Traffic offenses in Alabama add up, and not just in terms of the financial impact. Each traffic violation adds points to your driver's record, and those points can lead to driver's license suspension among other consequences. Plus, some traffic violations are criminal offenses. If you ignore or do not fight traffic violations with criminal consequences, you could end up with a criminal record. For someone with a clean history, you do not want to make this mistake. All the same, for someone with a driving or criminal record, you do not want to add to it.
At Stone, Britt, & Webb, LLC, our traffic violation defense attorney in Wetumpka will help you with either a civil or criminal traffic offense. We know and have seen how these seemingly inoffensive violations can cause real problems for people. To make sure you minimize or avoid the consequences of a traffic ticket today, call us at 334-517-6520 to schedule a consultation.
Traffic Offenses in Alabama
Traffic offenses involve a motorist's unlawful conduct while they are in control or operating a vehicle. Also referred to as traffic violations, these offenses are prosecuted at the state or local level.
There is often a distinction made between traffic offenses committed while a vehicle is moving and while it's stationary. Moving traffic violations include speeding and running a red light. Some examples of non-moving traffic violations include illegal parking and displaying expired plates.
The term traffic offense describes a wide range of conduct from minor infractions to more serious crimes.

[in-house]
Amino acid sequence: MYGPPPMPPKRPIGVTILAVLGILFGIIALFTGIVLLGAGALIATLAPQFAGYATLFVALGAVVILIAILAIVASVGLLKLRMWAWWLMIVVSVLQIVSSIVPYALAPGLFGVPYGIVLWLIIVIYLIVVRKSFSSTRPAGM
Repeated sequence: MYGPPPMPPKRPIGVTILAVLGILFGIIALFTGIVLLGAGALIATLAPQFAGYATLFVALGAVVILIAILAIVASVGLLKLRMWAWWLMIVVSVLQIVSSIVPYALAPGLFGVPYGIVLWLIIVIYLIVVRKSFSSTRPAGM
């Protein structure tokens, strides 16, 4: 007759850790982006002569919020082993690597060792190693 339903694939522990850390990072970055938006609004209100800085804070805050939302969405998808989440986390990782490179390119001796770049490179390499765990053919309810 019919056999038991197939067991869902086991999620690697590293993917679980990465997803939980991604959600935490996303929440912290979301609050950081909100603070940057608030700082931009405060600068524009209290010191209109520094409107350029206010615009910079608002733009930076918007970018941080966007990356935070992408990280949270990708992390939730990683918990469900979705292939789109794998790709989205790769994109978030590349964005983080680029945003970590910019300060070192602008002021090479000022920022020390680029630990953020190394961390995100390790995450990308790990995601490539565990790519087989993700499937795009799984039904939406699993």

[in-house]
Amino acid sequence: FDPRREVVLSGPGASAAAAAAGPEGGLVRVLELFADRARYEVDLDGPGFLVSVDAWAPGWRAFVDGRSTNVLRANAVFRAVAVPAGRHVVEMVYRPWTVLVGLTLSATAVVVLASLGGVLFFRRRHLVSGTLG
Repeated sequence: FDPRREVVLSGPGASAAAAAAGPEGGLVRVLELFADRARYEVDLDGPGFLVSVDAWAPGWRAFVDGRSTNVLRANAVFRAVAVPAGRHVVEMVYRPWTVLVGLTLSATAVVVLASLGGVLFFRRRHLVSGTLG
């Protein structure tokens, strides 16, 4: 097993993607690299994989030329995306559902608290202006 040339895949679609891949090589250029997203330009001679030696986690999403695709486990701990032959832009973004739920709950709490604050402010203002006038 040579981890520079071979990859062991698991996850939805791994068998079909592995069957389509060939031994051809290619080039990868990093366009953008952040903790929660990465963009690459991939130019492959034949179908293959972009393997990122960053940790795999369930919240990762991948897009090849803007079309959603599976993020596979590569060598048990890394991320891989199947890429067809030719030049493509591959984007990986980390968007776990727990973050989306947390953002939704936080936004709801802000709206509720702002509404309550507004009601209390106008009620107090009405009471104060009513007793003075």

Traffic Offense Classification in Alabama
Traffic offenses can be civil (often referred to as infractions) or criminal. Each state identifies specific offenses and categorizes them accordingly.
Civil Traffic Violations
Traffic infractions in Wetumpka are minor traffic offenses. If you commit a traffic infraction, you're usually issued a ticket. Typically, you have the option to pay the fee or dispute the ticket by attending a hearing on a designated day at traffic court.
The penalties for a traffic infraction include fines, attending traffic school, and demerit points. Accumulating demerit points can impact the cost of car insurance (by increasing your rates) and eventually result in a license suspension (if you accumulate the requisite number of points).
Common examples of traffic infractions include:
- Speeding (under a certain limit)
- Using a mobile phone while driving
- Failing to stop or signal
- Following too close to another vehicle
- Failing to wear a seatbelt
- Disobeying a road sign
- Driving uninsured
- Parking illegally
The majority of traffic infractions are strict liability offenses – the prosecution does not need to prove any criminal intent, only that the violation occurred. This means you are liable even if you did not know, for example, that the place where you parked was a no-parking zone or did not realize you were driving over the speed limit.
Criminal Traffic Offenses